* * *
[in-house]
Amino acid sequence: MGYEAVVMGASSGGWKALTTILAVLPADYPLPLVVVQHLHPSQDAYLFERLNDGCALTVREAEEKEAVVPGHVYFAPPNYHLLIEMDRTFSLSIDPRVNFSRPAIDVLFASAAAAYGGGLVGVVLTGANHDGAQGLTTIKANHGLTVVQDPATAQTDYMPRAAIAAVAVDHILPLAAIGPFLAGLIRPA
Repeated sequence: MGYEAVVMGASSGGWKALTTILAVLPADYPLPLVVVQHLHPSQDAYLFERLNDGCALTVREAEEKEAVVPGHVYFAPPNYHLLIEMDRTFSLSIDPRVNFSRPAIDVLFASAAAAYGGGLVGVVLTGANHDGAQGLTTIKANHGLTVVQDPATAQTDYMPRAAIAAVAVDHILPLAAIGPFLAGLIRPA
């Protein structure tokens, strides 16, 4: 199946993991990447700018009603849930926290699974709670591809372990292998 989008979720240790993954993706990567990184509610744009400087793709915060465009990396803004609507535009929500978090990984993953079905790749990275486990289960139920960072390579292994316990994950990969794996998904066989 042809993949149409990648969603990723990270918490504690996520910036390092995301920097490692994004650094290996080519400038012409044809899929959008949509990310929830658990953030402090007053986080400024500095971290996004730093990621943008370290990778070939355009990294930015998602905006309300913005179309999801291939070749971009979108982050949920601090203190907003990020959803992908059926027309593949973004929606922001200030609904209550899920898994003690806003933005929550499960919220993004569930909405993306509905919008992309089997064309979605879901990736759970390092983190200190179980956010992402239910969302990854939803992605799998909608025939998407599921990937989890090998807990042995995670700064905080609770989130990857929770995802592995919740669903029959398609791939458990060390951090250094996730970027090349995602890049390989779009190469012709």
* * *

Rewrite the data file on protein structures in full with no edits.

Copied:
[in-house]
Amino acid sequence: MGYEAVVMGASSGGWKALTTILAVLPADYPLPLVVVQHLHPSQDAYLFERLNDGCALTVREAEEKEAVVPGHVYFAPPNYHLLIEMDRTFSLSIDPRVNFSRPAIDVLFASAAAAYGGGLVGVVLTGANHDGAQGLTTIKANHGLTVVQDPATAQTDYMPRAAIAAVAVDHILPLAAIGPFLAGLIRPA
Repeated sequence: MGYEAVVMGASSGGWKALTTILAVLPADYPLPLVVVQHLHPSQDAYLFERLNDGCALTVREAEEKEAVVPGHVYFAPPNYHLLIEMDRTFSLSIDPRVNFSRPAIDVLFASAAAAYGGGLVGVVLTGANHDGAQGLTTIKANHGLTVVQDPATAQTDYMPRAAIAAVAVDHILPLAAIGPFLAGLIRPA
């Protein structure tokens, strides 16, 4: 199946993991990447700018009603849930926290699974709670591809372990292998 989008979720240790993954993706990567990184509610744009400087793709915060465009990396803004609507535009929500978090990984993953079905790749990275486990289960139920960072390579292994316990994950990969794996998904066989 042809993949149409990648969603990723990270918490504690996520910036390092995301920097490692994004650094290996080519400038012409044809899929959008949509990310929830658990953030402090007053986080400024500095971290996004730093990621943008370290990778070939355009990294930015998602905006309300913005179309999801291939070749971009979108982050949920601090203190907003990020959803992908059926027309593949973004929606922001200030609904209550899920898994003690806003933005929550499960919220993004569930909405993306509905919008992309089997064309979605879901990736759970390092983190200190179980956010992402239910969302990854939803992605799998909608025939998407599921990937989890090998807990042995995670700064905080609770989130990857929770995802592995919740669903029959398609791939458990060390951090250094996730970027090349995602890049390989779009190469012709």